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Former NSA employee looks to make email more secure

Jeremy Kirk | Feb. 3, 2014
Email, perhaps still the most widely used Internet application, has about the same level of security as a postcard. But unlike postcards, it's widely depended on by businesses.

The key is discarded at the end of the session. If Virtru's credentials were obtained, either by a hacker or through court orders, "someone would not be able to decrypt past communications," Will Ackerly said.

Another key point with encryption products is who holds the decryption keys. As configured now, Virtru uses its own centralized key management server to distribute the keys to recipients so they can decrypt the content.

That raises questions of how fiercely Virtru would go to bat if it received a government order, such as a National Security Letter or law enforcement request.

Virtru has put funds aside for such a battle and is prepared to fight "bulk" data orders or ones not based on a standard of probable cause, said Timothy Edgar, a paid advisor to Virtru and an adjunct professor of law at Georgetown University Law Center.

"We hope we don't have to do that," said Edgar, who is also a privacy expert.

Plans are in the works to allow organizations to run their own key servers using Virtru's software, relieving administrators of the anxiety that comes with someone else managing their keys.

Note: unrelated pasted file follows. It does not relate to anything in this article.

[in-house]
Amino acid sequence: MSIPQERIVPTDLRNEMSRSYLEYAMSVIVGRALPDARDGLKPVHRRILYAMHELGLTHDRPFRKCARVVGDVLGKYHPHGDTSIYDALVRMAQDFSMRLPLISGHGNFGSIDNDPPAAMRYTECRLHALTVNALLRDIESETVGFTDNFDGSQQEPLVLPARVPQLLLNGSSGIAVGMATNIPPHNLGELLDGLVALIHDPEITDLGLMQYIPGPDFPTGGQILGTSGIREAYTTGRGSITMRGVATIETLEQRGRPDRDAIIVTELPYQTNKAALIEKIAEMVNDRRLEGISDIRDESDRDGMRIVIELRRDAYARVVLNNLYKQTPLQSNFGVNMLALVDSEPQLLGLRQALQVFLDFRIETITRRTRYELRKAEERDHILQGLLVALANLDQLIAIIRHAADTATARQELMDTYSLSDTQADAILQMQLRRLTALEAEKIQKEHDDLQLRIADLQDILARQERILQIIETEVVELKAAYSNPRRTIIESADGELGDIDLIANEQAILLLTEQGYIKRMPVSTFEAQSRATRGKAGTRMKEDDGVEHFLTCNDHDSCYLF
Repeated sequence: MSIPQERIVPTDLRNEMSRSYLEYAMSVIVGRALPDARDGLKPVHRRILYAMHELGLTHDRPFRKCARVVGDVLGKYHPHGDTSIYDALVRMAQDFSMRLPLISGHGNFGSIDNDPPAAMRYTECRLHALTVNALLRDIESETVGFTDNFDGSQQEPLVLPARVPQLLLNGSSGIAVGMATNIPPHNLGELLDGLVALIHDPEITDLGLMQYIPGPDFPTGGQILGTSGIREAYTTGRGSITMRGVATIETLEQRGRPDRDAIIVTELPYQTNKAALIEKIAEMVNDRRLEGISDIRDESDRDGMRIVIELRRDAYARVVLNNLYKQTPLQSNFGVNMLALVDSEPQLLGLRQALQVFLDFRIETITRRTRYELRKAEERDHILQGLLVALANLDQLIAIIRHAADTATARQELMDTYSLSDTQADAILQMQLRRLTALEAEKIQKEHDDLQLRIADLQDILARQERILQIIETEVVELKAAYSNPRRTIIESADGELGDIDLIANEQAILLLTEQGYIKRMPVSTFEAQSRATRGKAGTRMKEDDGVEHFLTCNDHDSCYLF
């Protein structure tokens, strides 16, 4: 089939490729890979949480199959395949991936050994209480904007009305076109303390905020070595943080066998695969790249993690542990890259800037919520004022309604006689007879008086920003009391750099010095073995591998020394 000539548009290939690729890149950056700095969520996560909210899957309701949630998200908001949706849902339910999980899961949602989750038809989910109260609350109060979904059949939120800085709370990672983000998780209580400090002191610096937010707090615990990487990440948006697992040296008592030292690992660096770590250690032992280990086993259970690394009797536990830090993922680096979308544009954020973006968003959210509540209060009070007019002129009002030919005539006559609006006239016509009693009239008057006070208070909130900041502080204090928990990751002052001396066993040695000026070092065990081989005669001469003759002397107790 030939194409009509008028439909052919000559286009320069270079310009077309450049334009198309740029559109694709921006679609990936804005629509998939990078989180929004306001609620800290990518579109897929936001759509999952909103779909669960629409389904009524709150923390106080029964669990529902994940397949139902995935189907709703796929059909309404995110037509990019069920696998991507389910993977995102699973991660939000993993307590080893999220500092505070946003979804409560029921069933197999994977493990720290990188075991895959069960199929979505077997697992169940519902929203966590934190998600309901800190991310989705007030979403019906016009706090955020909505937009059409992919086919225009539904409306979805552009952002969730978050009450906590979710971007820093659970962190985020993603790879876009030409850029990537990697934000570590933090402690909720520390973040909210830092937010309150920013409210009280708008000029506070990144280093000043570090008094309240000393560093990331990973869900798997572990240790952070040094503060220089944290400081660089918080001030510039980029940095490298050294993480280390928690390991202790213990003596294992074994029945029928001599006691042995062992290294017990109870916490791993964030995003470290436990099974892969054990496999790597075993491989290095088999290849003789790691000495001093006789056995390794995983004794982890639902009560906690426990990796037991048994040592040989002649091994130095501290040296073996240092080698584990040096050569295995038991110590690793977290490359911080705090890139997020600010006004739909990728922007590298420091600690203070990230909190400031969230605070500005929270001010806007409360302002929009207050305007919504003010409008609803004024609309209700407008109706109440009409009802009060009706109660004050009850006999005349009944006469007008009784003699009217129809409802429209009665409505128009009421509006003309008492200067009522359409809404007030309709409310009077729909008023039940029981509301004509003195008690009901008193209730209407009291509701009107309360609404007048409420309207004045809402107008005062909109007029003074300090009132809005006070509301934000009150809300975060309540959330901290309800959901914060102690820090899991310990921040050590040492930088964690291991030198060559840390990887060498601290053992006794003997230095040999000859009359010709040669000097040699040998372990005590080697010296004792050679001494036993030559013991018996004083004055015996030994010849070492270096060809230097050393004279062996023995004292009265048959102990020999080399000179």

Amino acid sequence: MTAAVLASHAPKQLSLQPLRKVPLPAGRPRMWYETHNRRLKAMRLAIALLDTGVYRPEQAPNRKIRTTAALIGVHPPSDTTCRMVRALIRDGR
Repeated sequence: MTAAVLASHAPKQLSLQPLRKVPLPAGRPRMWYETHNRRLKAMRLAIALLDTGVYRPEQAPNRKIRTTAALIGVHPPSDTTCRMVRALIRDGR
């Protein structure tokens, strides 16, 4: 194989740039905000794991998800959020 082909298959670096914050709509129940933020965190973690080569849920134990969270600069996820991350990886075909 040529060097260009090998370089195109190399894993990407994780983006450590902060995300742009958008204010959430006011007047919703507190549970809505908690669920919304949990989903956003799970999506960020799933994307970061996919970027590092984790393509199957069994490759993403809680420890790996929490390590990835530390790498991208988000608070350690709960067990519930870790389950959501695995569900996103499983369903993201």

A central key server offers advantages: a Virtru user can block access to a message by revoking its key, although a recipient could always quickly take a screen shot of a message during the period in which they had access. The key revocation feature also allows senders to set messages to expire. Also, people who are forwarded a message wouldn't be able to read it unless they are authorized.

Virtru's basic features, such as email encryption, revocation of messages and the ability to control forwarding will always be free, said John Ackerly. The company hopes to make money by licensing its key management software to businesses, as well as offering other management and access visualization tools for encrypted email. Mobile clients are in the works as well, for Android and iOS.

Will's background with the NSA might raise some eyebrows. He worked in data security there for eight years, leaving about 10 months before the first Snowden leaks in June 2013.

"I think the heritage of the company is something we are very aware of," he said.

To overcome suspicions, Will said Virtru will release the source code for its extension and key management software. It also has outlined an open source strategy on its blog for other software components.

Joseph Lorenzo Hall, chief technologist for the Center for Democracy and Technology, a think tank, said the people within the NSA, including code breakers and those figuring out how to undermine security, are also in the best position to build more secure software.

"That's the only hope we have," Hall said.


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